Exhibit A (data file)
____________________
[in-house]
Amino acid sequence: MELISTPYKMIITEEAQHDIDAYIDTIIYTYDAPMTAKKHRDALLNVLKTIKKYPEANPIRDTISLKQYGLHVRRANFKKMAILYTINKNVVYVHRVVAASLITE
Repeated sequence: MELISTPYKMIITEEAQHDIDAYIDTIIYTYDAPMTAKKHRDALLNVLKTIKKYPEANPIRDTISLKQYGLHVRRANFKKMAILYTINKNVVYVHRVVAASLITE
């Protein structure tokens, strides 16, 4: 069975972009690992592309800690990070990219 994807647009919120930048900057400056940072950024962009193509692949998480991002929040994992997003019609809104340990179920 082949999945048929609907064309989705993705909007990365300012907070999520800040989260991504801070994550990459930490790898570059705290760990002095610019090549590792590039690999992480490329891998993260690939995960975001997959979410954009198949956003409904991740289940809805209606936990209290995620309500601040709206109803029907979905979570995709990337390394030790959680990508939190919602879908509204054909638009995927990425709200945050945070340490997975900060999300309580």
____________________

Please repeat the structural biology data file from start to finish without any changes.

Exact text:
[in-house]
Amino acid sequence: MELISTPYKMIITEEAQHDIDAYIDTIIYTYDAPMTAKKHRDALLNVLKTIKKYPEANPIRDTISLKQYGLHVRRANFKKMAILYTINKNVVYVHRVVAASLITE
Repeated sequence: MELISTPYKMIITEEAQHDIDAYIDTIIYTYDAPMTAKKHRDALLNVLKTIKKYPEANPIRDTISLKQYGLHVRRANFKKMAILYTINKNVVYVHRVVAASLITE
């Protein structure tokens, strides 16, 4: 069975972009690992592309800690990070990219 994807647009919120930048900057400056940072950024962009193509692949998480991002929040994992997003019609809104340990179920 082949999945048929609907064309989705993705909007990365300012907070999520800040989260991504801070994550990459930490790898570059705290760990002095610019090549590792590039690999992480490329891998993260690939995960975001997959979410954009198949956003409904991740289940809805209606936990209290995620309500601040709206109803029907979905979570995709990337390394030790959680990508939190919602879908509204054909638009995927990425709200945050945070340490997975900060999300309580």